- The Washington Times - Sunday, March 20, 2016

ANNAPOLIS — The Maryland General Assembly is advancing a set of tax-relief proposals for all income levels and to lure multistate businesses by cutting corporate income taxes.

The Senate Budget and Taxation Committee approved the bills Thursday to expand the Earned Income Tax Credit for poor families, as well as mild tax relief for middle- and high-income earners. The proposals emerged from the Augustine Commission, a workgroup organized by Democratic leaders to ascertain how best to improve the economic climate.

Republican Gov. Larry Hogan has offered similar proposals to lower Maryland’s income tax levels, which are among the highest in the country. Elected in 2014 on a tax-relief platform, he has argued that his surprise victory was a mandate to cut tolls, fees and taxes.

Earlier last week, the House Ways and Means Committee approved bills to expand EITC and prevent the state from double-taxing a corporation’s income earned and taxed overseas.

Supporters said such measures would attract businesses who avoid Maryland because of its high taxes, jump-start the economy and create jobs.

The bills are likely to pass in their respective chambers by Monday, the deadline for each chamber to pass bills and send them to the other chamber.

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Some lawmakers were more wary about the tax breaks, arguing they would give relief to the wealthy and would not sufficiently benefit the working poor.

Sen. Edward Kasemeyer, Howard Democrat and budget committee chairman, said they are trying to offer as many tax benefits as possible in a fiscally responsible manner.

“We wanted to do something in [higher-income and lower-income brackets], but then obviously everybody in the middle would not be receiving anything in terms of a benefit, so the committee ultimately decided that we felt everyone should receive some tax benefit,” Mr. Kasemeyer said.

The Senate legislation would offer $671 million in reductions over five years. The average person in the top four income brackets would see a 1 percent to 3 percent lower tax rate, but single taxpayers earning more than $100,000 and joint filers earning more than $150,000 would benefit most.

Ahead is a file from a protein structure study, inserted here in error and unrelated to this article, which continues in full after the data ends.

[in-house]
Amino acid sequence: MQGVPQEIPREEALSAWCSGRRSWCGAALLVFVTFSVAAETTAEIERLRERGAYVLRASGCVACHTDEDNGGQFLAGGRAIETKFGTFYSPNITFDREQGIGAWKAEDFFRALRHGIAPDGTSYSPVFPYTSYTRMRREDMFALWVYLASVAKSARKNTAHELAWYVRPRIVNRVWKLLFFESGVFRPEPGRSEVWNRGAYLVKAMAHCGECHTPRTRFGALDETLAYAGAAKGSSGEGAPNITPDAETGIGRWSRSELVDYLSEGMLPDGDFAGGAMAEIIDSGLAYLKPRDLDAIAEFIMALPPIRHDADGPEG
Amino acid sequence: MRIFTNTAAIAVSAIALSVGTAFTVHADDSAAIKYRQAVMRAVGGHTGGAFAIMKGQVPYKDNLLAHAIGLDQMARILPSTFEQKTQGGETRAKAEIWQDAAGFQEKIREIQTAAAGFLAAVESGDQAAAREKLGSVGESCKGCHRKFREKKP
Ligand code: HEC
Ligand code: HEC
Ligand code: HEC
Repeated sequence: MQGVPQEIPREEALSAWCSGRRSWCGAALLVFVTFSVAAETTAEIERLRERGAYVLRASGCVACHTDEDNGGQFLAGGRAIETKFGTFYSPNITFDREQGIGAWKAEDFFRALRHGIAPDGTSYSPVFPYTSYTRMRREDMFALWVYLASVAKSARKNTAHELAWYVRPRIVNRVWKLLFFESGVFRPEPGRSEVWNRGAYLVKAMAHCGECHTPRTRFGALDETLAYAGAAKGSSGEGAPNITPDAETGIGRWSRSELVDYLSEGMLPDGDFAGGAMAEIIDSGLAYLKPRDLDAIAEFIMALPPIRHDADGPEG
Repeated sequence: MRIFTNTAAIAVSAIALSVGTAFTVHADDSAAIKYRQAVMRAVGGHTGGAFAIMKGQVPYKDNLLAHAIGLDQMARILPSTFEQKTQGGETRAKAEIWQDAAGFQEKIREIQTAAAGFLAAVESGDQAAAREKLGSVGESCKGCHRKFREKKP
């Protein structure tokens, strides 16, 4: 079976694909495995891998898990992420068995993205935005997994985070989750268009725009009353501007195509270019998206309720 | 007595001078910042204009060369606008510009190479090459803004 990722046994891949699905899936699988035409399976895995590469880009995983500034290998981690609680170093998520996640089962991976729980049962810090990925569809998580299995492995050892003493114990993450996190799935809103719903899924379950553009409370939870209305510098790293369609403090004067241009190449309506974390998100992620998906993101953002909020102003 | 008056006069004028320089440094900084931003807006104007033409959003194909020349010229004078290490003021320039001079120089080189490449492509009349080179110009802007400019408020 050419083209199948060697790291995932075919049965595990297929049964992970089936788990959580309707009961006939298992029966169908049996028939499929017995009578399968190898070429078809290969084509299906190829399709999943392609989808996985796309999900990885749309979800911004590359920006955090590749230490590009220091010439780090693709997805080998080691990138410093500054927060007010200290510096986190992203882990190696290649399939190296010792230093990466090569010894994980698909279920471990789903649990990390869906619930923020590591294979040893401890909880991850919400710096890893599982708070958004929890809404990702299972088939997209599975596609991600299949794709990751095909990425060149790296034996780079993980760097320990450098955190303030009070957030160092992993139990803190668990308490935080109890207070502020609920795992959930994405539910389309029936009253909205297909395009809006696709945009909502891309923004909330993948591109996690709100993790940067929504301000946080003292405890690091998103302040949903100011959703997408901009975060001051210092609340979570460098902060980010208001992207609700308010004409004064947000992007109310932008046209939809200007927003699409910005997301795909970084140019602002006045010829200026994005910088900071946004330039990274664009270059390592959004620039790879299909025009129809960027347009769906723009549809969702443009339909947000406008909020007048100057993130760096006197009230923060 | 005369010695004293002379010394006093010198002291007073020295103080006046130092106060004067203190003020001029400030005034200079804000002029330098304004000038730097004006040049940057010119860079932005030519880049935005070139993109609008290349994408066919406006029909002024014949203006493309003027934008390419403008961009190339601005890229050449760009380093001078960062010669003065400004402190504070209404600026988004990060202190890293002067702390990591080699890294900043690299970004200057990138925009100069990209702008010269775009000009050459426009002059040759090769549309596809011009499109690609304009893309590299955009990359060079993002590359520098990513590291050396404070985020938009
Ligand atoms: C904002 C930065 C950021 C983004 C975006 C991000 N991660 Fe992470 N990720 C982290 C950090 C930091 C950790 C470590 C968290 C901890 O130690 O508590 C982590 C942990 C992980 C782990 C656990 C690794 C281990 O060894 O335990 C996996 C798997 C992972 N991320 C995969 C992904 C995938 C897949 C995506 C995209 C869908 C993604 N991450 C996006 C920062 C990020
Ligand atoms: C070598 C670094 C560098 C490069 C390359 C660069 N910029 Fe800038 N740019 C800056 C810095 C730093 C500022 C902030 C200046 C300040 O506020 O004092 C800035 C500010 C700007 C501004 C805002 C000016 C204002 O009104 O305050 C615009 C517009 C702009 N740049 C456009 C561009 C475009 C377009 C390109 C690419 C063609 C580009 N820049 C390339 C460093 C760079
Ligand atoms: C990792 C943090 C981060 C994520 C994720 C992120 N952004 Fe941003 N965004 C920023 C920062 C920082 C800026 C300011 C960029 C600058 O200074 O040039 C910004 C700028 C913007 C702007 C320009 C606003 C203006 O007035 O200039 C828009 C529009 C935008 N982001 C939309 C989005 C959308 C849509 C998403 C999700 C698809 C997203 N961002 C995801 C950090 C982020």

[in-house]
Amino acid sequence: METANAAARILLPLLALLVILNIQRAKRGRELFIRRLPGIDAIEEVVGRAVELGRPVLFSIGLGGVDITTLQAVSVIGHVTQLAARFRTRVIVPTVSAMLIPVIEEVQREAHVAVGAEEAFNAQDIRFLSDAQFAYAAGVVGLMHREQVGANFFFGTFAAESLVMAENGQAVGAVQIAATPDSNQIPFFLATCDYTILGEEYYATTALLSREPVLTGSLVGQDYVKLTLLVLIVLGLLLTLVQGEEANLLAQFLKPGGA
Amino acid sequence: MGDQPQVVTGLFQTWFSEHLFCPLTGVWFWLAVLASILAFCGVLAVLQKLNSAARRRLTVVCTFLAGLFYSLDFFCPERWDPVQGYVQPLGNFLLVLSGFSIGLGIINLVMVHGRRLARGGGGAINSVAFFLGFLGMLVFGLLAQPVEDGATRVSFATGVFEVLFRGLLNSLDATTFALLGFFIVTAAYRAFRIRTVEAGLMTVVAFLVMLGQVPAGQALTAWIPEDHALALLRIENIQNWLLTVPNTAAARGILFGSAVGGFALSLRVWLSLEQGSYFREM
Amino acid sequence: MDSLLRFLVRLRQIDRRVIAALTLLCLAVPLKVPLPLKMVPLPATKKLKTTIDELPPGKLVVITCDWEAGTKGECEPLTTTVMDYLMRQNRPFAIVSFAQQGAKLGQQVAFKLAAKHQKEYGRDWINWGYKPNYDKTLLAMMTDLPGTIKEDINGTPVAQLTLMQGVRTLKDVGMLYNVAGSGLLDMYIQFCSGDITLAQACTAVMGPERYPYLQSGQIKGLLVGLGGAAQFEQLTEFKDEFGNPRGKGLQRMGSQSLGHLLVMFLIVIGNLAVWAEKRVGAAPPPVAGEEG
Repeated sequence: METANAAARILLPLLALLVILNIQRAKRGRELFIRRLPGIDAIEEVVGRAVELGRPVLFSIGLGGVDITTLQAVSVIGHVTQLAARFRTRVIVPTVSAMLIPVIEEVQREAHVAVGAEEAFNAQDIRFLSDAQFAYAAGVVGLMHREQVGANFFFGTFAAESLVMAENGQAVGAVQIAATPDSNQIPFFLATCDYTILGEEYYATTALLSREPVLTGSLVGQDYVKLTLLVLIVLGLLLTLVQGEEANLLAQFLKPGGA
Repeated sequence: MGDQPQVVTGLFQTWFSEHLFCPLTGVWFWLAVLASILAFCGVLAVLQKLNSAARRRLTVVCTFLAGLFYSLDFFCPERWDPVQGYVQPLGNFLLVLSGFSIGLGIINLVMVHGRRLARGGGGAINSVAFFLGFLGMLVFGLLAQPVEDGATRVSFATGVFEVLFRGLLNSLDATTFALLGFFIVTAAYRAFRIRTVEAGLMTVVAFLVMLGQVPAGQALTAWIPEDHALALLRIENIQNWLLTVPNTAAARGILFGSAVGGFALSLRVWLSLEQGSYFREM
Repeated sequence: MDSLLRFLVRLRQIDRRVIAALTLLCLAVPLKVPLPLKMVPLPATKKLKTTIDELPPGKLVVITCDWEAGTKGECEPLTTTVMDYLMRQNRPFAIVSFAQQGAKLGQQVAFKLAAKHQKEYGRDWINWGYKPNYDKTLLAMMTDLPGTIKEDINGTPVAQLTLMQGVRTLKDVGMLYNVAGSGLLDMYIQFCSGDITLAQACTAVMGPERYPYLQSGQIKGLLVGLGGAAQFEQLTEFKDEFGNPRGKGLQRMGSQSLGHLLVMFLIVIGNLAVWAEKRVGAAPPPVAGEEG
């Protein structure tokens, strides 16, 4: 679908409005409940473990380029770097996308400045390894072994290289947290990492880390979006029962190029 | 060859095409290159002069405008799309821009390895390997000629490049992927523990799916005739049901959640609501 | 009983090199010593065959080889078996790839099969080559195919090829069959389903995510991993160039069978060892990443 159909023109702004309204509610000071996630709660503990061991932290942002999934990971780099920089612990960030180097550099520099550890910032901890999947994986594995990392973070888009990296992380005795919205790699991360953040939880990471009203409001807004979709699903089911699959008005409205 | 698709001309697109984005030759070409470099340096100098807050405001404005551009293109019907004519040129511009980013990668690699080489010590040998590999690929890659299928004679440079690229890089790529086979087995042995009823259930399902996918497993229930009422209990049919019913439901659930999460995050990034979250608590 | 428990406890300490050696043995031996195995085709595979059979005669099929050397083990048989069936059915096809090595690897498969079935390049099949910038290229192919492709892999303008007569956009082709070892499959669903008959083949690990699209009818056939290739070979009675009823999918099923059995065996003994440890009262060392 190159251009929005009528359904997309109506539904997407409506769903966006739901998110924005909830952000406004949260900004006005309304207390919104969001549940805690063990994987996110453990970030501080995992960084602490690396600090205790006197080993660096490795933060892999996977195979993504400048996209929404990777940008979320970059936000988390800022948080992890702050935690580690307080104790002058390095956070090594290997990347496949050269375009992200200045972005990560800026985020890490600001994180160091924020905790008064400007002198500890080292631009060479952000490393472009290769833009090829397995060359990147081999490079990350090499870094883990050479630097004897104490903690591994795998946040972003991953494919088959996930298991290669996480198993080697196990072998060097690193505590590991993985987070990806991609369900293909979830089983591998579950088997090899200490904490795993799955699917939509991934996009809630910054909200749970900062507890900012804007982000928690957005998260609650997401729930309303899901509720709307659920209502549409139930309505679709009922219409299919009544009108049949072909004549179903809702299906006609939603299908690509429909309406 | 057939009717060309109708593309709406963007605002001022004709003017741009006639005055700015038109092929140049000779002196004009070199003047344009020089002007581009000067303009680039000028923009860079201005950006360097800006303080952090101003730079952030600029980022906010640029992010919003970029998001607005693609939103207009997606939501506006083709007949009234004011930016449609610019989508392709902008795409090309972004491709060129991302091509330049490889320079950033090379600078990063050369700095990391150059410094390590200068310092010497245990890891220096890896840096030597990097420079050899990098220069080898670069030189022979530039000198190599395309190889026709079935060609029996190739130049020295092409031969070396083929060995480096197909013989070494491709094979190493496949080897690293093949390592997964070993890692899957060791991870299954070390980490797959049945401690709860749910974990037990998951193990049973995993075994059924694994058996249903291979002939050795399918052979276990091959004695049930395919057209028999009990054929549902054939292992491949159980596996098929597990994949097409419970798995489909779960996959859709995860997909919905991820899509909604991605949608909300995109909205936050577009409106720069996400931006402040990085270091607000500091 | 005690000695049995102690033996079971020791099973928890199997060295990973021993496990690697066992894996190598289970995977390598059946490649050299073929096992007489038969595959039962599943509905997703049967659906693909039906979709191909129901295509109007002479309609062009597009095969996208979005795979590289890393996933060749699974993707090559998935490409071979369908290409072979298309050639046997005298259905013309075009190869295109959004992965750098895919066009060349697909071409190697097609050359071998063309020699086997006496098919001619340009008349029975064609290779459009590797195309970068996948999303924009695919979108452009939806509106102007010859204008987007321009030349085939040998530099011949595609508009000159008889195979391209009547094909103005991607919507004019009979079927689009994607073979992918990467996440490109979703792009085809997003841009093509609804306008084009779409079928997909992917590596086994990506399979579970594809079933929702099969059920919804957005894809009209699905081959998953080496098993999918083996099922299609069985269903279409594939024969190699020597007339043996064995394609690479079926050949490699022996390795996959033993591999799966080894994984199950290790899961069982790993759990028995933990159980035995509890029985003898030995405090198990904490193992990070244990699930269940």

The Earned Income Tax Credit will accelerate and build on a planned expansion of the credit to individuals under age 25, including those without children. Mr. Hogan’s plan was similar, but would have applied only to working families with children.

The legislature also has moved on several other bills:

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The Senate plans to approve a bill to revamp the criminal justice system. The proposal emphasizes drug treatment and rehabilitation for possession charges rather than prison, and scales back mandatory minimums and harsh sentences for drug-related offenses as part of a sweeping “justice reinvestment” to reduce incarceration rates without sacrificing public safety.

The Senate will vote on a bill to prevent unmanned aerial vehicles from flying over private residences and taking pictures to determine property tax rates. Advocates say drones are more effective in reaching properties that human workers don’t have the time or ability to get to; opponents say it is a privacy issue. Sen. Roger Manno, Montgomery Democrat, said the bill will not prevent Google Earth and other mapping technologies from using satellite technology.

Bills to reinvest in troubled Baltimore neighborhoods have been up for votes in both chambers. One would keep Baltimore public libraries open 12 hours a day, seven days a week, and another would fund after-school and summer classes to keep children occupied. Two others would allocate money for demolition projects and to revitalize downtrodden areas by attracting businesses and universities to settle there.

• Anjali Shastry can be reached at ashastry@washingtontimes.com.

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